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Bankrate's 2009 Tax Guide
State tax pages
Take a state tax expedition. Each of the states has its own way of gathering revenues from its residents.
 
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State tax roundup
North Dakota


North Dakota's income tax rates range from 2.1 percent to 5.54 percent and are assessed over five income brackets. More on North Dakota taxes can be found in the tabbed pages below.

Income
Sales
Property
Estate
Other
Personal income tax
North Dakota collects income taxes from its residents utilizing five tax brackets.

For single taxpayers:
-- 2.1 percent on the first $32,550 of taxable income
-- 3.92 percent on taxable income between $32,551 and $78,850
-- 4.34 percent on taxable income between $78,851 and $164,550
-- 5.04 percent on taxable income between $164,551 and $357,700
-- 5.54 percent on taxable income of $357,701 and above.

For married persons filing joint returns:
-- 2.1 percent on the first $54,400 of taxable income
-- 3.92 percent on taxable income between 54,401 and $131,450
-- 4.34 percent on taxable income between $131,451 and $200,400
-- 5.04 percent on taxable income between $200,400 and $357,700
-- 5.54 percent on taxable income of $357,701 and above.
North Dakotans who are Native American are not subject to state income tax and do not have to file a state return if certain conditions are met.
North Dakota income tax returns are due on April 15 or the next business day if that date falls on a weekend or holiday.
Sales tax
North Dakota's sales tax rate is 5 percent.
  Local subdivisions are also allowed to levy a sales and use tax. This tax rate generally ranges from 1 percent to 3 percent.
  Taxpayers may be eligible for a refund of some local sales taxes they paid by filing a claim for refund. More information on the refund can be found on the sales tax newsletter, released by the state's Office of State Tax Commissioner
Personal and real property taxes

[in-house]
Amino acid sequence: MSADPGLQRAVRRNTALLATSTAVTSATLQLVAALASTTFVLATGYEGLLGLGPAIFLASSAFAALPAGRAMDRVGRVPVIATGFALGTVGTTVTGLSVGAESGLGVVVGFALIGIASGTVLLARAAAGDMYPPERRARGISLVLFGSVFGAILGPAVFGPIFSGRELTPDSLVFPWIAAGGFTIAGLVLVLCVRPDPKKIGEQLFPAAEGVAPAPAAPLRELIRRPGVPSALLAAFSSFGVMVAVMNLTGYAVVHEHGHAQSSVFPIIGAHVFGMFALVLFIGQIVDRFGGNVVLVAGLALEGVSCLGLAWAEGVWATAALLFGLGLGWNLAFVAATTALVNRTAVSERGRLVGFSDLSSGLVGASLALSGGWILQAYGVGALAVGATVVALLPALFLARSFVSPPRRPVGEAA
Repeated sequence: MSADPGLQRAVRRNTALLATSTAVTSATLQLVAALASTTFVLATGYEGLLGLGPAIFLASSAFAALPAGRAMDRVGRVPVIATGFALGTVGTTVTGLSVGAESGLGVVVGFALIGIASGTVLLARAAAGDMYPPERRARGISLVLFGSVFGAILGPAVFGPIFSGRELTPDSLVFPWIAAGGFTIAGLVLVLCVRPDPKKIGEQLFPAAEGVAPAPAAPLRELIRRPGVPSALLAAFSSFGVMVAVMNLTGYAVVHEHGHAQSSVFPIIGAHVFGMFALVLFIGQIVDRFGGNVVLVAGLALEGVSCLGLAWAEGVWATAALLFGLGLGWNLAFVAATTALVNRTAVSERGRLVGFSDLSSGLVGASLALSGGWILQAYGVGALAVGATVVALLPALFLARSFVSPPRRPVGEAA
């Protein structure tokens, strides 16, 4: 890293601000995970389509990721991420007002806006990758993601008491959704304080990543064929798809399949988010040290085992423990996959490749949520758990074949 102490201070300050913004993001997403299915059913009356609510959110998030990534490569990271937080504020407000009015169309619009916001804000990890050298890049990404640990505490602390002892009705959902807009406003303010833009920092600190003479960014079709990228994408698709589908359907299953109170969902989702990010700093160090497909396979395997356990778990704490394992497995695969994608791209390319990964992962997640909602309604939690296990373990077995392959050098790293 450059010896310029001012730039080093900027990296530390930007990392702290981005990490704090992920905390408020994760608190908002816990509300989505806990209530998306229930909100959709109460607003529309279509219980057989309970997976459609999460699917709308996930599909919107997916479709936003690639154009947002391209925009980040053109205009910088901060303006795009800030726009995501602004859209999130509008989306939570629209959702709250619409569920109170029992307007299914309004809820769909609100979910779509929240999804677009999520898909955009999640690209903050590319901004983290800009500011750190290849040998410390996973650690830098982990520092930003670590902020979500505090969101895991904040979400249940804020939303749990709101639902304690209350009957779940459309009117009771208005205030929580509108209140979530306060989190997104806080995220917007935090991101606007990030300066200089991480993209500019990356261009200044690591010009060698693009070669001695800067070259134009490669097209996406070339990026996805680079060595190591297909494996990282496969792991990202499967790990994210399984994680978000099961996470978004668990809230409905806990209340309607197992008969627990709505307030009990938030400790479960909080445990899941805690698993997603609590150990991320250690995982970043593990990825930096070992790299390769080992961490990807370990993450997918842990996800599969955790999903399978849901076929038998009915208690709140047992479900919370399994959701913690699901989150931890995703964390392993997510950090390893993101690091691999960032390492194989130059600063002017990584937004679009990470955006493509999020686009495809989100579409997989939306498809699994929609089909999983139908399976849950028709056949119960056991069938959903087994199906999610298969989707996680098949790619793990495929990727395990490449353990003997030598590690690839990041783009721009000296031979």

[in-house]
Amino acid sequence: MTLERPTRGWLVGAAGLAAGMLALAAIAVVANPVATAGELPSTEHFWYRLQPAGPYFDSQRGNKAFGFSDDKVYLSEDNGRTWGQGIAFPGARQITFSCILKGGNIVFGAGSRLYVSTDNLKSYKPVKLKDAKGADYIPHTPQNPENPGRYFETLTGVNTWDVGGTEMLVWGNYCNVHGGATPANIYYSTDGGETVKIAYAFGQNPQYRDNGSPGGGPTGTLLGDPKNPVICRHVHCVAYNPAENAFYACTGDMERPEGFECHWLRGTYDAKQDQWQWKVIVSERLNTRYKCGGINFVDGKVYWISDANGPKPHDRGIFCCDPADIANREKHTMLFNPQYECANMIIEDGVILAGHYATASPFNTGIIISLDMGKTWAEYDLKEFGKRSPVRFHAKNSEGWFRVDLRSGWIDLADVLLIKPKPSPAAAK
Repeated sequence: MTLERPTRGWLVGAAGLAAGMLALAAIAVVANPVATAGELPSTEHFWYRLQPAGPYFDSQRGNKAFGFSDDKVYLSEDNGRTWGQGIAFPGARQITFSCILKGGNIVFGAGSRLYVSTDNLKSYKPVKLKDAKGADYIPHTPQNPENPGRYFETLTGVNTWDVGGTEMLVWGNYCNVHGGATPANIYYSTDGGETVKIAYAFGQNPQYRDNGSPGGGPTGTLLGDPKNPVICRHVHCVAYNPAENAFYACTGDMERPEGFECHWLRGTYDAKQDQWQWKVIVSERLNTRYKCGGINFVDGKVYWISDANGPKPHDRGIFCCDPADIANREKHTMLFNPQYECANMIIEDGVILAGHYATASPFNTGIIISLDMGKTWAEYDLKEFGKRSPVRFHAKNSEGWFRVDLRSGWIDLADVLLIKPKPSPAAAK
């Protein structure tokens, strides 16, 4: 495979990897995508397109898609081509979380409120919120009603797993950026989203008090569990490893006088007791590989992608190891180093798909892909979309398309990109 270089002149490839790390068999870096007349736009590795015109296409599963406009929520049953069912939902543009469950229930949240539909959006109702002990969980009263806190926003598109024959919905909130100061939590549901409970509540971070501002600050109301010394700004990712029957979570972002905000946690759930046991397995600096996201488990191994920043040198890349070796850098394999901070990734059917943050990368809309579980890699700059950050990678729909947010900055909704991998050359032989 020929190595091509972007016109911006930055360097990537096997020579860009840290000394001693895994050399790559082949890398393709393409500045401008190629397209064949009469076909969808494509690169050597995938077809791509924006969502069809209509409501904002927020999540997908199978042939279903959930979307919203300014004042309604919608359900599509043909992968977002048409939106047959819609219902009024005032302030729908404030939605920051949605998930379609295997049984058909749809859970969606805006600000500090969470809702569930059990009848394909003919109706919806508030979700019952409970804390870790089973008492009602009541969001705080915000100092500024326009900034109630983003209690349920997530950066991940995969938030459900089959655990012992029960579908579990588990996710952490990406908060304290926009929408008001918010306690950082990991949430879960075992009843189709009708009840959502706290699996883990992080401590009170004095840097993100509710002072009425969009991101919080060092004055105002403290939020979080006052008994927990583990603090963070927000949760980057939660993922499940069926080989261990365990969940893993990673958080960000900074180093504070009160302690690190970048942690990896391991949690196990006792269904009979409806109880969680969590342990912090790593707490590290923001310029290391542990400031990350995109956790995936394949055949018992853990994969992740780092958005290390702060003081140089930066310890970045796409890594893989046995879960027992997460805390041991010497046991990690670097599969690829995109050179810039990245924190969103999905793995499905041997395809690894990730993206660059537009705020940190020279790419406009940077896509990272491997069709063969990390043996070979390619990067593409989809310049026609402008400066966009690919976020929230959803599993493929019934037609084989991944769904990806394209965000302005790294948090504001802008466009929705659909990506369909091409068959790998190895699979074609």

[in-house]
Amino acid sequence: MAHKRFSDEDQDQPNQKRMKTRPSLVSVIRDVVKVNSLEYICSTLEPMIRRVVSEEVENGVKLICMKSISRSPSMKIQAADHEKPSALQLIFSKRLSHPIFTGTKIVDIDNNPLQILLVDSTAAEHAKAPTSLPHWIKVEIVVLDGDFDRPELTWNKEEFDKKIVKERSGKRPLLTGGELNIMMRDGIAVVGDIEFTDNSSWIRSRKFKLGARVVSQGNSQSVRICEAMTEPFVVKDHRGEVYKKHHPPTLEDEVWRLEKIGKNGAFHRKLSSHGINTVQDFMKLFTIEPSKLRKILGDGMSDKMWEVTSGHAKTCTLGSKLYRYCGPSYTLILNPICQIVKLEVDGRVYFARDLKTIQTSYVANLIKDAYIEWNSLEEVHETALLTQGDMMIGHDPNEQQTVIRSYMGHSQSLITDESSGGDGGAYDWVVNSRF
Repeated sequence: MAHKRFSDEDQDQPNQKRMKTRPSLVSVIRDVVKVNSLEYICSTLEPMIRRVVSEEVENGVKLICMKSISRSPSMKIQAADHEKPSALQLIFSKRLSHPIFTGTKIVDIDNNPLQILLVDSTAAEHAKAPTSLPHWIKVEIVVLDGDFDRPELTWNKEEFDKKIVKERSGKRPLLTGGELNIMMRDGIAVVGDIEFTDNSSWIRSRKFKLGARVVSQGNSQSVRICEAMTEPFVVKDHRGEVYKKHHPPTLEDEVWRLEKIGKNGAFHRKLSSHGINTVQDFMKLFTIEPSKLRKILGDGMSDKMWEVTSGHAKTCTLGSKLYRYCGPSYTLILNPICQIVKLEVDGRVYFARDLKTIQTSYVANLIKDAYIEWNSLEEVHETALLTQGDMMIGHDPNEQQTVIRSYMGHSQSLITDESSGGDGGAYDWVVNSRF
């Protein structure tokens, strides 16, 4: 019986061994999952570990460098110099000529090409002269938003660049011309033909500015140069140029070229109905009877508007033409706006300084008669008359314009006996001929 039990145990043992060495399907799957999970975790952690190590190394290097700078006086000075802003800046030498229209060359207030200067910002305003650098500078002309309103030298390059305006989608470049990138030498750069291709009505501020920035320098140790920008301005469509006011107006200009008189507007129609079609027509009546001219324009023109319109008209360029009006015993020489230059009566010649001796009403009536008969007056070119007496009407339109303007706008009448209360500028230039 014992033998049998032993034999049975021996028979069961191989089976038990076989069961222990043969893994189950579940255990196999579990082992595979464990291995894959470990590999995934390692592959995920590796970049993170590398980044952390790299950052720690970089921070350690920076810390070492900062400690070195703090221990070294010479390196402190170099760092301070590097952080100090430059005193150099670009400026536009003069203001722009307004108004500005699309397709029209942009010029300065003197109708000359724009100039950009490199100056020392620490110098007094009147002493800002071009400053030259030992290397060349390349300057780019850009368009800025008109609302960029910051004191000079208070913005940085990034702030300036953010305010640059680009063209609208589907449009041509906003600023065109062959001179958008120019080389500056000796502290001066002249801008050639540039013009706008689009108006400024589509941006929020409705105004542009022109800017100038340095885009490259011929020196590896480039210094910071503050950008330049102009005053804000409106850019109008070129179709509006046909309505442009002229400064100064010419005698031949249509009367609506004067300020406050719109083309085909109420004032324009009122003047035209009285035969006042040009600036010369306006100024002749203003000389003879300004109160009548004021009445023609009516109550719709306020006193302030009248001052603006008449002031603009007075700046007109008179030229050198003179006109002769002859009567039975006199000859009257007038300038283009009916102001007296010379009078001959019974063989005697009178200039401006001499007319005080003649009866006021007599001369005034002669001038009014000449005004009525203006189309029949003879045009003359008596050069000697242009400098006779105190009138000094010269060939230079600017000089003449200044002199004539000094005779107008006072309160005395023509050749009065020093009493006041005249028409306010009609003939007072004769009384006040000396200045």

For the most part, personal property is exempt from property tax. Personal property of utilities companies that are assessed by the State Board of Equalization is subject to property tax.
Household personal property, inventories, and machinery and equipment used in trade or manufacture are exempt from property taxes.
A mobile home used as a residence or place of business is also subject to a property tax.
Strong economic results in North Dakota over the last few years allowed the state legislature in 2007 to offer $115 million in property tax relief. The relief is provided to homeowners, land owners and commercial property owners. The North Dakota tax site provides details on the various types of property tax relief.
One of the relief programs is the homestead tax credit for qualifying homeowners and renters who are age 65 or older or permanently and totally disabled. For a husband and wife who are living together, only one may apply for the homeowner's credit or renter's refund. Only the spouse applying for the credit or refund need be 65 years of age or older. Qualifying applicants must have an income that does not exceed $17,500.
More publications on North Dakota property taxes are available on the state's tax Web site.
Inheritance and estate taxes
There is no inheritance tax in North Dakota.
North Dakota has an estate tax based on a decedent's total gross estate and limited to the credit for state death taxes allowed on the federal estate tax return. However, since the federal credit for state estate tax payments has been phased out, the North Dakota estate tax is effectively not imposed.
Other North Dakota tax facts
North Dakota taxpayers can check the status of their state returns online.
North Dakota does not tax intangible personal property.
Additional state tax and fee information is available at the Web site of the North Dakota Office of State Tax Commissioner.
To download tax forms on this site, you will need to install a free copy of Adobe Acrobat Reader. Click here for instructions.
-- Updated: Feb. 4, 2009
   





 
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